“Likely Voters” Lie
Why private campaign polls get such different results from public media polls.
Campaign pollsters usually purchase these lists from vendors who have compiled the local voter lists into national databases, then merged voter names with telephone numbers. (Catalist, the dominant Democratic data vendor, claims it has phone numbers for 88 percent of active registered voters.) Campaigns then feed what they learn from doorstep visits and phone-bank callers back into the databases, where it supplements individual demographic information. Over the last decade, campaigns have become deft at using microtargeting algorithms to analyze all that information to produce a unique score predicting how likely someone is to vote, a determination that is more nuanced and dynamic than just counting how many of the last four elections they had attended.
Working from such lists, campaign pollsters are able to define the universe of potential interviewees, ruling out any chance of randomly dialing noncitizens, the unregistered, or wrong numbers. But it’s about more than cutting call-center costs. Campaigns already rely on voter files, and the scores that microtargeting algorithms pull from them, to set their vote goals. Now by pulling their polling samples from the same pool of data they use to count votes, strategists have synchronized their assumptions about who is likely to turn out across different parts of the campaign.
The private poll filters are far more rigorous than anything public pollsters do. “We’re not experts in turnout,” says Des Moines-based pollster Ann Selzer, whose Iowa Poll for the Des Moines Register is widely regarded as the most reliable of the state’s surveys. For general elections, Selzer randomly dials Iowa numbers and asks to speak to a registered voter. During caucus seasons, she calls from a list of voters made available by the secretary of state, and discriminates by party. Now, she’s randomly dialing those registered as Republicans or independents to “get rid of any Democrats right off the bat.” Once she reaches a particular voter, Selzer relies on a screen to filter out her unlikely voters.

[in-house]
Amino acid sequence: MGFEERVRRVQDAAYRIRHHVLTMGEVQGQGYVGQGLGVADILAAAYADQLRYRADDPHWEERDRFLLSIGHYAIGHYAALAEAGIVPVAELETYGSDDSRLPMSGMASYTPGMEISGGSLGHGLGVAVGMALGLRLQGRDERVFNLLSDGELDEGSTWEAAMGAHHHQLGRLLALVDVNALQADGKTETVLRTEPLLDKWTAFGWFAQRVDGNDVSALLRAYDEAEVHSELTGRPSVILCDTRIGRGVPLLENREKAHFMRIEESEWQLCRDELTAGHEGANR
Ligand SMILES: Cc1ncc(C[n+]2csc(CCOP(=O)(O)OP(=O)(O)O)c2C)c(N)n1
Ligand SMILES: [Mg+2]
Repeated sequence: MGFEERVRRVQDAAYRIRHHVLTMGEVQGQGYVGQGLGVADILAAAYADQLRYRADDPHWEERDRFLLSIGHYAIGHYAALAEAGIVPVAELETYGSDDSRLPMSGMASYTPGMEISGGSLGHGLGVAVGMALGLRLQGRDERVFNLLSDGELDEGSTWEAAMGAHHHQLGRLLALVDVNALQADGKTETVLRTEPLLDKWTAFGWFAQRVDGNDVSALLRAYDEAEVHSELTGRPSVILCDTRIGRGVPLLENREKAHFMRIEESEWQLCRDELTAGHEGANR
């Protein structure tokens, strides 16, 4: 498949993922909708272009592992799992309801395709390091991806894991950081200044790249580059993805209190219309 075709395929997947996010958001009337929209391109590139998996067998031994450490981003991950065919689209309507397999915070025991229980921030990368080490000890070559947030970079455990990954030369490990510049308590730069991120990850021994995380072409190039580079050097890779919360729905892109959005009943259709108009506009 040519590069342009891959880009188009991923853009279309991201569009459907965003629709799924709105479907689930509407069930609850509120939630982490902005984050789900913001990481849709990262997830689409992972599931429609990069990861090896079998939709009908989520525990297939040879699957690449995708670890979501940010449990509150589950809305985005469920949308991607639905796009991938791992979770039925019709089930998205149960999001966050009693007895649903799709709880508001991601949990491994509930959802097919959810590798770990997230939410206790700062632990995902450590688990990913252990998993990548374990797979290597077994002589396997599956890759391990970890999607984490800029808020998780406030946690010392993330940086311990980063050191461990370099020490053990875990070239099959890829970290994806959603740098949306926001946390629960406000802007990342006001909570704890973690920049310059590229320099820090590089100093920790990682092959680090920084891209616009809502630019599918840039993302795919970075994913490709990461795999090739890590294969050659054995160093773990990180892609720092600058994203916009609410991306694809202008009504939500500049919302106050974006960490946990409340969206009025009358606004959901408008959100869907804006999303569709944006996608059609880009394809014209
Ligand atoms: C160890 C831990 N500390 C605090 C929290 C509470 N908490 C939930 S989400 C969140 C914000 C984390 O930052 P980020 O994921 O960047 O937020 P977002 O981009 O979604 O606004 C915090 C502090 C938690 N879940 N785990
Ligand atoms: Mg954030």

Given the different methods, public polls are likely more volatile than those being used by campaigns to guide strategy and tactics, since they rely only on a momentary declaration of interest. After all, an infrequent voter who gets ginned up by a Rick Perry ad right before the pollster calls will get past a likely-voter screen, while a campaign surveying past caucus-goers would never ring her in the first place. In a race like this one, where Republican primary voters have sent mixed messages about their enthusiasm for the choice they face, internal polls will sample a more stable electorate. Those candidates, like Ron Paul, who aim to enlist new caucus-goers probably look stronger in media polls than those commissioned by campaigns—perhaps one reason his rivals might not take him so seriously.
Indeed, campaigns have stumbled in part because their insular polls have offered an insular view of the electorate. Selzer noted that in 2008 Hillary Clinton’s campaign predicted Iowa turnout based on past patterns, using costly rosters of prior caucus attendees controlled by the state party. Many of those who caucused for Barack Obama would not even have appeared in voter databases or caucus lists because they were not previously registered. “When anyone tells you they have a turnout model, you should be suspicious,” Selzer says. “The best predictor of the future is past behavior—until there’s change.” (Even Obama’s campaign dramatically underestimated turnout in 2008.)
In fact, when they checked Greenberg Quinlan’s self-identified likely voters against their eventual 2008 turnout, Aida and Rogers found that people most accurately described their future behavior when the prediction matched what they had done in the past. Among respondents who had voted in both of the previous two elections, 93 percent of those who said they would vote did so; only 24 percent of those who said they would not vote actually failed to vote. (A similar pattern held among those who had not voted in the past two elections.)
One possible reason that regular voters might consistently declare their lack of interest in voting, Aida and Rogers speculate, is “to convey disaffection toward the political process rather than a sincere lack of intention to vote.” The question of whether it’s better to include such people in a poll or just leave them out altogether remains open. “If I can’t trust them to be honest about whether they’re going to vote or not,” asks McHenry, “how can I trust them on all the other questions I want to ask them?”
Sasha Issenberg is the author of The Victory Lab about the new science of political campaigns.